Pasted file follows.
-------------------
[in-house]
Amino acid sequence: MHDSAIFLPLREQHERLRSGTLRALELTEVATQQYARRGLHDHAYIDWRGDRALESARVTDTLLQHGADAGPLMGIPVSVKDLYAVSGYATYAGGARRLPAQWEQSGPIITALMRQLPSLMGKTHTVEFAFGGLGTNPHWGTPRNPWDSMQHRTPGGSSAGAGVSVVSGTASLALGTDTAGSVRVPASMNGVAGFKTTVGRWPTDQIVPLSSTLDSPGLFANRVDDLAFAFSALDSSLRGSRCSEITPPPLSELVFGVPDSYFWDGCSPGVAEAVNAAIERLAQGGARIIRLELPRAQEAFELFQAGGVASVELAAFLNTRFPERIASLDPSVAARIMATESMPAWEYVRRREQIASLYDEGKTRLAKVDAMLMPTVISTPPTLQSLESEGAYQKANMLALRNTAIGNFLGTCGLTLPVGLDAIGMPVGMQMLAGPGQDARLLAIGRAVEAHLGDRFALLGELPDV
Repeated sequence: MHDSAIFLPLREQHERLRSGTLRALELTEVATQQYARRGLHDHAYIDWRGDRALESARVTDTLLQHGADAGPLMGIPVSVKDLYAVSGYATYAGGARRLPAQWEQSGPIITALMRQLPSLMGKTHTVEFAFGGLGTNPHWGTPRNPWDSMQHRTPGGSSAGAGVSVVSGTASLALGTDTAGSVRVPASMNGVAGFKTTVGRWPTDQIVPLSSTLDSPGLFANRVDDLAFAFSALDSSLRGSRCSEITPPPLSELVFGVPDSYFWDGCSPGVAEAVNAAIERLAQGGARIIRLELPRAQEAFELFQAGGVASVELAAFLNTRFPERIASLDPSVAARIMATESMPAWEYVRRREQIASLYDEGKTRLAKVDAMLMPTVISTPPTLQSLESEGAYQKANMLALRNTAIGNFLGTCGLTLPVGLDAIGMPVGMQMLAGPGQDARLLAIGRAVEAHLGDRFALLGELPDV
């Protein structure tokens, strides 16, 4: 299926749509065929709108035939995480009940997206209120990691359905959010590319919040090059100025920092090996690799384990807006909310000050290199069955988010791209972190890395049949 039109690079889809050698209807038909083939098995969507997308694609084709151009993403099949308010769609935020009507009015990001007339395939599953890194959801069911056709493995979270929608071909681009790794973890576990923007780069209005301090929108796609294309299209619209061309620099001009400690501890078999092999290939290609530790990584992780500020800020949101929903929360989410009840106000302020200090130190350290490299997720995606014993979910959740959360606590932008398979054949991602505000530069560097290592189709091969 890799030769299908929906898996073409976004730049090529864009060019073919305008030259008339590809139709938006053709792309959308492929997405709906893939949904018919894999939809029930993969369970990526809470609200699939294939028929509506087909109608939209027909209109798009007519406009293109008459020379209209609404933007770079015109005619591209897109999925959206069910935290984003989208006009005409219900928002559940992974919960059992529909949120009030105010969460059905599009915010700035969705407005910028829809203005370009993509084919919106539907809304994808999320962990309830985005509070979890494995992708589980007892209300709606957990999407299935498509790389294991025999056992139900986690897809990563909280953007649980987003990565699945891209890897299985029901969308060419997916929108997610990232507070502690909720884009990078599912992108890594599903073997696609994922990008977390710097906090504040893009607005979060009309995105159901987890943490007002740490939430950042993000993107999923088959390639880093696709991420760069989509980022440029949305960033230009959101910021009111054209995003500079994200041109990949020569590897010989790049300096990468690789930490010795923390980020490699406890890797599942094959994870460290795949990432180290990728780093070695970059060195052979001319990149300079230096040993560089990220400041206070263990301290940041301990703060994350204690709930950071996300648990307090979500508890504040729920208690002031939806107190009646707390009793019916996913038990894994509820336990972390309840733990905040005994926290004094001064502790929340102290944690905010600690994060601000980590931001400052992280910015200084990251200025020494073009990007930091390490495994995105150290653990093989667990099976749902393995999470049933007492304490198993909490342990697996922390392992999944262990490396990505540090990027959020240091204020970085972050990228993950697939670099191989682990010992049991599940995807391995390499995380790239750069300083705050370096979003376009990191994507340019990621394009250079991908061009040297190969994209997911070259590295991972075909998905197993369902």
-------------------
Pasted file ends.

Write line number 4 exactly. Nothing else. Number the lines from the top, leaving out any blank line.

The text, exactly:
């Protein structure tokens, strides 16, 4: 299926749509065929709108035939995480009940997206209120990691359905959010590319919040090059100025920092090996690799384990807006909310000050290199069955988010791209972190890395049949 039109690079889809050698209807038909083939098995969507997308694609084709151009993403099949308010769609935020009507009015990001007339395939599953890194959801069911056709493995979270929608071909681009790794973890576990923007780069209005301090929108796609294309299209619209061309620099001009400690501890078999092999290939290609530790990584992780500020800020949101929903929360989410009840106000302020200090130190350290490299997720995606014993979910959740959360606590932008398979054949991602505000530069560097290592189709091969 890799030769299908929906898996073409976004730049090529864009060019073919305008030259008339590809139709938006053709792309959308492929997405709906893939949904018919894999939809029930993969369970990526809470609200699939294939028929509506087909109608939209027909209109798009007519406009293109008459020379209209609404933007770079015109005619591209897109999925959206069910935290984003989208006009005409219900928002559940992974919960059992529909949120009030105010969460059905599009915010700035969705407005910028829809203005370009993509084919919106539907809304994808999320962990309830985005509070979890494995992708589980007892209300709606957990999407299935498509790389294991025999056992139900986690897809990563909280953007649980987003990565699945891209890897299985029901969308060419997916929108997610990232507070502690909720884009990078599912992108890594599903073997696609994922990008977390710097906090504040893009607005979060009309995105159901987890943490007002740490939430950042993000993107999923088959390639880093696709991420760069989509980022440029949305960033230009959101910021009111054209995003500079994200041109990949020569590897010989790049300096990468690789930490010795923390980020490699406890890797599942094959994870460290795949990432180290990728780093070695970059060195052979001319990149300079230096040993560089990220400041206070263990301290940041301990703060994350204690709930950071996300648990307090979500508890504040729920208690002031939806107190009646707390009793019916996913038990894994509820336990972390309840733990905040005994926290004094001064502790929340102290944690905010600690994060601000980590931001400052992280910015200084990251200025020494073009990007930091390490495994995105150290653990093989667990099976749902393995999470049933007492304490198993909490342990697996922390392992999944262990490396990505540090990027959020240091204020970085972050990228993950697939670099191989682990010992049991599940995807391995390499995380790239750069300083705050370096979003376009990191994507340019990621394009250079991908061009040297190969994209997911070259590295991972075909998905197993369902």